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NEW YORK: US Treasury yields fell on Wednesday after the Federal Reserve repeated its promise of continued extraordinary support for the economy and kept the size of its bond purchase program unchanged.

Policymakers projected a 6.5% decline in gross domestic product this year and a 9.3% unemployment rate at year's end. The Fed also said it would maintain bond purchases at "the current pace" of around $80 billion per month in Treasuries and $40 billion per month in agency and mortgage backed securities.

"Generally the Fed's signals were in line with expectations," said Jon Hill, an interest rate strategist at BMO Capital Markets in New York. "They acknowledged that unemployment's going to be high, inflation is going to be low and they are going to keep interest rates very low for at least the next two years."

Benchmark 10-year Treasury yields fell 9 basis points to 0.744%. Two-year yields, which are the most sensitive to interest rate changes, fell 3 basis points to 0.177%.

The Fed did not comment in its statement on whether it was likely to undertake yield curve control as part of its efforts to keep rates near zero for the next few years.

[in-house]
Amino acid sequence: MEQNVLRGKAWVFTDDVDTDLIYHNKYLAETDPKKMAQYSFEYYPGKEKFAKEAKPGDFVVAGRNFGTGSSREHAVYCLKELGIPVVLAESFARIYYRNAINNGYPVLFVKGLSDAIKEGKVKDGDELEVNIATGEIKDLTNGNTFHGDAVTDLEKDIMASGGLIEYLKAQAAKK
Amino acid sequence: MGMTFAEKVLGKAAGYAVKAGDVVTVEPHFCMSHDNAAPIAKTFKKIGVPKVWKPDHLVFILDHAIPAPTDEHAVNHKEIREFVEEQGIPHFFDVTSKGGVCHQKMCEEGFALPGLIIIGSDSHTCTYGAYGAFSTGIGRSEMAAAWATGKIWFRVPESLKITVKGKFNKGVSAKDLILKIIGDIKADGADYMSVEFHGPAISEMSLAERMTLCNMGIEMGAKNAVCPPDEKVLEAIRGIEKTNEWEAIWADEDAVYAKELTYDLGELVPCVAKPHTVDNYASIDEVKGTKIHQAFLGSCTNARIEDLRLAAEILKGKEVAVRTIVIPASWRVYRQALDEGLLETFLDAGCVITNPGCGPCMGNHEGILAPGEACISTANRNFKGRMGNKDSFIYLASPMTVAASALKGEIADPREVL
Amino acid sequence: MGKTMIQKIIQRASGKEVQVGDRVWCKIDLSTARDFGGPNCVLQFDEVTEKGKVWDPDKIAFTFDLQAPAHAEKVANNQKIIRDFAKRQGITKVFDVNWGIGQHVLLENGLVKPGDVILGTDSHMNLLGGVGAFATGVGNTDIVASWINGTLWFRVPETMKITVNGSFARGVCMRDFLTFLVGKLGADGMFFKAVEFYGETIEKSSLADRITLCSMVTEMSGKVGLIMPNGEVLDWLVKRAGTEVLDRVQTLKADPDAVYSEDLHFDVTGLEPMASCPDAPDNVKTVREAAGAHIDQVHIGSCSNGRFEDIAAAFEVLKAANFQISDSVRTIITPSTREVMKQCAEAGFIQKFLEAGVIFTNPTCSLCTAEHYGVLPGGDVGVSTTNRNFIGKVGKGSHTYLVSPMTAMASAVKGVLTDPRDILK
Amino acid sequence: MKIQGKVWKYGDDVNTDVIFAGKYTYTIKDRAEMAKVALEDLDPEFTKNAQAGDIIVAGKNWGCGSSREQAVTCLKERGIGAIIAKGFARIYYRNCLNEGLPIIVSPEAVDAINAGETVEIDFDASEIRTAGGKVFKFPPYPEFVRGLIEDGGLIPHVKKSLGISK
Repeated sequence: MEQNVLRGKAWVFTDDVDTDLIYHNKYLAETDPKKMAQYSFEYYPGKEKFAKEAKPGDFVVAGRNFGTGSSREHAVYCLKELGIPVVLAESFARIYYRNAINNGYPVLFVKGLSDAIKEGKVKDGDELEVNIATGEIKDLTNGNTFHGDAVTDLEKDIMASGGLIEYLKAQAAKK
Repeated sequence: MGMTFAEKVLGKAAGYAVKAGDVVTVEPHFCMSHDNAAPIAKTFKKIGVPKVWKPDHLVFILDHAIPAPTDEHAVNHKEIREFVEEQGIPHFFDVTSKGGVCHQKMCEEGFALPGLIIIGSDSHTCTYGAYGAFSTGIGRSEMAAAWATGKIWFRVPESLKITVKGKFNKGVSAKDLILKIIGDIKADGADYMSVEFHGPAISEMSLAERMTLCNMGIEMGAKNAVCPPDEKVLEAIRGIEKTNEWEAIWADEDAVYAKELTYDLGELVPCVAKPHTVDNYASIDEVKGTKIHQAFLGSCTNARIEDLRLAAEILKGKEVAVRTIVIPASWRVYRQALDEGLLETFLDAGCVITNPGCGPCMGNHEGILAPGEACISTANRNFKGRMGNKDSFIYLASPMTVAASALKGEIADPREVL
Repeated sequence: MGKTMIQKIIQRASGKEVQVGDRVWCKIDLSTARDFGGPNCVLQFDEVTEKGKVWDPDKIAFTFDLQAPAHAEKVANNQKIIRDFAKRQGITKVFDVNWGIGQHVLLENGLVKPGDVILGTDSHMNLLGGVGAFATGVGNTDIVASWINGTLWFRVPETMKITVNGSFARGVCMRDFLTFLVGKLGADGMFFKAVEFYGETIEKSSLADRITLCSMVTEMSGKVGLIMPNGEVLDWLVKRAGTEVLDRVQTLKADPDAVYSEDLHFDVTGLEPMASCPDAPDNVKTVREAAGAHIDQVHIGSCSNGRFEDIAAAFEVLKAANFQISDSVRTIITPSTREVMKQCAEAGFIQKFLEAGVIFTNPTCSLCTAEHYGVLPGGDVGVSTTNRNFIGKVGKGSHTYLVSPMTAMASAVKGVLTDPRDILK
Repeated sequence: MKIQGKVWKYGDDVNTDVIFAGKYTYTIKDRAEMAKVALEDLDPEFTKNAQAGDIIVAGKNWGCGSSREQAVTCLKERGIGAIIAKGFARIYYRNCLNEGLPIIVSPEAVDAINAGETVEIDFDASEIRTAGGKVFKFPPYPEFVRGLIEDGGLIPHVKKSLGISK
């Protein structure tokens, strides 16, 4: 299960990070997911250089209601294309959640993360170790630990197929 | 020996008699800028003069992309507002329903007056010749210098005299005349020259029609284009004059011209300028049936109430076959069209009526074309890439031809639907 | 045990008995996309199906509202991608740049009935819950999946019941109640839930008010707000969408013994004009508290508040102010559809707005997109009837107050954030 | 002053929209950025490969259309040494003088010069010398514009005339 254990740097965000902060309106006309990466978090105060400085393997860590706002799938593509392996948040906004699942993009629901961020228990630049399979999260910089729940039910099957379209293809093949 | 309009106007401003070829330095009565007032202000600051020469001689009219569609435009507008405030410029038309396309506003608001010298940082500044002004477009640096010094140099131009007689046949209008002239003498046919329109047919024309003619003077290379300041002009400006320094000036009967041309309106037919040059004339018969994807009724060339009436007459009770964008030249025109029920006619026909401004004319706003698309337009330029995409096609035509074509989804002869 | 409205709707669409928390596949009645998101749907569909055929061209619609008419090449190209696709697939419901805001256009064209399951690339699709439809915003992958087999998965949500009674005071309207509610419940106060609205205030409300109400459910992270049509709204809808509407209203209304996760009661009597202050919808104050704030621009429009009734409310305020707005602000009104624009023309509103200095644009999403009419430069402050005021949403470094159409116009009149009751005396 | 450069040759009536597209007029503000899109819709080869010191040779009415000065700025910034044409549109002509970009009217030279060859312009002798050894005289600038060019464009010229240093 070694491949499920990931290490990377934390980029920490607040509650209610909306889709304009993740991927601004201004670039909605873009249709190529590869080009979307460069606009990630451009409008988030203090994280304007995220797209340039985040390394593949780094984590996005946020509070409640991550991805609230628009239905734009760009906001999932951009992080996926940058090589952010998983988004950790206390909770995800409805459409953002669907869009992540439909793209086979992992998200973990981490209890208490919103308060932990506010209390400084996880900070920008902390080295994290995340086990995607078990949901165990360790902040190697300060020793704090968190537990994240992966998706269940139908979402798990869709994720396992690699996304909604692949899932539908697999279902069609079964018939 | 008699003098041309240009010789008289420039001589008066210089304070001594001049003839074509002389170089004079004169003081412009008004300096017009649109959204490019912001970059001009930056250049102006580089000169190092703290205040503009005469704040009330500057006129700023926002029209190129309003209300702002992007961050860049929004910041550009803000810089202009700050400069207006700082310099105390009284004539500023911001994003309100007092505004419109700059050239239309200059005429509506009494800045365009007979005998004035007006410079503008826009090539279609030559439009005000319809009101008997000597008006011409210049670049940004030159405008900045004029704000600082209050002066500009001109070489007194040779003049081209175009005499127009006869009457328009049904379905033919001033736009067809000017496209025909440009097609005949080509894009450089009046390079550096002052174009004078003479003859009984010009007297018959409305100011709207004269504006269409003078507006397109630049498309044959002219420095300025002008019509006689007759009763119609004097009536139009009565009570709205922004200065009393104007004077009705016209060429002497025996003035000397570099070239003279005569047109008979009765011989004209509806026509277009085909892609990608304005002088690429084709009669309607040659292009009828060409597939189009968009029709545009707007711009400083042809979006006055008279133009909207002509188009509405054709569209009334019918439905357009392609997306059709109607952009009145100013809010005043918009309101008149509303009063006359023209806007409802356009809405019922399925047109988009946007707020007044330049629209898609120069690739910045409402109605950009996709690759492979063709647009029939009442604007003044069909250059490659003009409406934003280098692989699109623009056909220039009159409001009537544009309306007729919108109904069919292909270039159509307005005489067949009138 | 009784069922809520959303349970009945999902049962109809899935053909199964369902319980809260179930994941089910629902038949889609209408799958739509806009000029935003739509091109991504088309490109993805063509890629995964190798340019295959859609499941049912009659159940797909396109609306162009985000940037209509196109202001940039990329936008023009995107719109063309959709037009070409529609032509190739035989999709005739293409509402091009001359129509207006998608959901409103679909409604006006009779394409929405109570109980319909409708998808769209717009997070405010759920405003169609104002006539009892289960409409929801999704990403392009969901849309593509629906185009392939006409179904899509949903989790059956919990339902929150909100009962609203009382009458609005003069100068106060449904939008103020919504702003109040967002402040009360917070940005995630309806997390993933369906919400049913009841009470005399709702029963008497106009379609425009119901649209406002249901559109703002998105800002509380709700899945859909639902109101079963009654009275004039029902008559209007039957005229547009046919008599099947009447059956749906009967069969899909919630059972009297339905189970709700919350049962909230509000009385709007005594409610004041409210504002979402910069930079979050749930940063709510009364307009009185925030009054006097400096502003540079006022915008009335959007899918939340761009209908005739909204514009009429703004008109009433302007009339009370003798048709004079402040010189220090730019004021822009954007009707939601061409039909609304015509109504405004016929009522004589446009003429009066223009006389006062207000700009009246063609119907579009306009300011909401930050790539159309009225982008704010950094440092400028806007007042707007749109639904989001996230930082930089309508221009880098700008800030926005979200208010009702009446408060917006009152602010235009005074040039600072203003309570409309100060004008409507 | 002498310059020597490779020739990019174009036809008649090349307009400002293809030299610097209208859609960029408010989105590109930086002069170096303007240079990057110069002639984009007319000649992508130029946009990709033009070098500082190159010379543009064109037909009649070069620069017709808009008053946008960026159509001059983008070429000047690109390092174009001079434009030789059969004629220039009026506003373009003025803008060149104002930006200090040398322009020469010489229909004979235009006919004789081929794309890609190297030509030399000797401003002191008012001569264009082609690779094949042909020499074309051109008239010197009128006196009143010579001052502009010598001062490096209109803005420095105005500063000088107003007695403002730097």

Fed Chairman Jerome Powell said in a press conference that the U.S. central bank reviewed yield curve control at the meeting, adding that its effectiveness was still an "open question."

The Fed will make decisions on policies including yield curve control as it gains a better understanding of the economy's trajectory, Powell added.

Expectations that the Fed will cap short-dated Treasury yields has increased demand for trades that benefit from yield curve steepening. Investors are betting that short-term rates will be held down by the Fed's low rate policy, while long-dated debt will be hurt by improving economic expectations and increasing Treasury supply.

The yield curve between two-year and 10-year notes flattened to 57 basis points. It reached 72 basis points on Friday, the steepest since March, after data showed the U.S. economy unexpectedly added jobs in May.

The curve between five-year notes and 30-year bonds was last at 118 basis points, after reaching 129 basis points on Friday, the steepest since December 2016.

U.S. data on Wednesday showed U.S. consumer prices fell for a third straight month in May and underlying inflation was weak

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